1. It depends on the smoker I am using.. typically, if a smoker uses a water pan, I recommend filling it up and using it. The only exception to this rule is if I am trying to dry something out or when humidity would help prevent a crisp texture such as on chicken skin. In these cases, I would leave the water pan dry.

      For ribs, a water pan is always a great idea.

    2. 4 stars
      If you get a rack where you need to trim off that underside “flap” and the short end with just some cartilage…trust me keep all that and fold it all on itself until you have a chunk about the same thickness as the rib rack. I place it right next to the trimmed rack and season it the same. When it’s done cut it into chunks…for some people it their favorite part when I do this.

  3. Followed this to a T. Was defenitly falling off bone, but a bit dry! That seems like a long time to cook ribs at 225-240. The flavor was great, great rub, Jeff. I’m wondering why mine were a bit dry tho…

    1. John, I am with you…225 to 240 for 3 hours is a long time. I cook mine at 190.
      Also, when I do the 2-hour wrap. I first raise the temp to 225. I coat the ribs with brown sugar…then use a cup of Apple Juice and butter pats… seal it in aluminum foil This process steams the ribs and retains the moisture.
      When I do the 1-hour cook at the back end I retain the same temp at 225 and coat the ribs with Bar B Que sauce. Then spray them with apple juice every 15 minutes.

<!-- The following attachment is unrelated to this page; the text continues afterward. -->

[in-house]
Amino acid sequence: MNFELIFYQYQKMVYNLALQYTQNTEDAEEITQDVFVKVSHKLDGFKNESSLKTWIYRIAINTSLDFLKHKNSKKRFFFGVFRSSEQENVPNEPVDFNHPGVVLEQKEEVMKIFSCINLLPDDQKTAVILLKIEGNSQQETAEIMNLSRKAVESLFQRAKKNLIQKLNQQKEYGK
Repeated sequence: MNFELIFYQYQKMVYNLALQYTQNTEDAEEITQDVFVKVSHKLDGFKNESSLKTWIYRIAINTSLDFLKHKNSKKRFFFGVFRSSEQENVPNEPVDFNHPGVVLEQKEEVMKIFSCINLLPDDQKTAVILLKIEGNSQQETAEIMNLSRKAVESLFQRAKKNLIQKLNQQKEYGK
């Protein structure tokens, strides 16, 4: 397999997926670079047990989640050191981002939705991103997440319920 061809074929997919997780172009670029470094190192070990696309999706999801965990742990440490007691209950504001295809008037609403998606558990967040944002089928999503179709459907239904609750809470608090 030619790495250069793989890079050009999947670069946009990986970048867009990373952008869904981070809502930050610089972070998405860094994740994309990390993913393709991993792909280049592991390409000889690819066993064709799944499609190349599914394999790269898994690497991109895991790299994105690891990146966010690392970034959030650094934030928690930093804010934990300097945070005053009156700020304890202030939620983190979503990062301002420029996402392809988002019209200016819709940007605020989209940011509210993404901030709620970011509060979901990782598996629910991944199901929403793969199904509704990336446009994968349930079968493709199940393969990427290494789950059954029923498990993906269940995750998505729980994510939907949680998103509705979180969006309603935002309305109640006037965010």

I think this process should eliminate the dryness.

  4. Jeff,
    Thank you for all of your info and tips etc. Have you ever tried using parchment paper rather than foil for this? My wife is allergic to aluminum so cannot do them with that but wondering if a double wrap with parchment would achieve the same results. Thanks again for all you do.

    1. Russ, I have not tried parchment paper but I am pretty sure it would work just fine for this purpose. Another option would be to place the ribs into a stainless steel pan and set another stainless steel pan upside down on top of it. The idea is to hold in the steam for a little while and let it tenderize the meat.

  5. This 3-2-1 approach to spare ribs is a guaranteed perfect every time! I’ve tried ribs in the past and at best they were edible but this method with the rub is 100% winner every time. Thanks Jeff for the rib school and your rubs

  6. I have used your rub on pork loin, ribs, pork shoulder and your barbecue sauce for pulled pork. I have enjoyed great comments and more importantly the pleasure my family and friends have from delicious meats.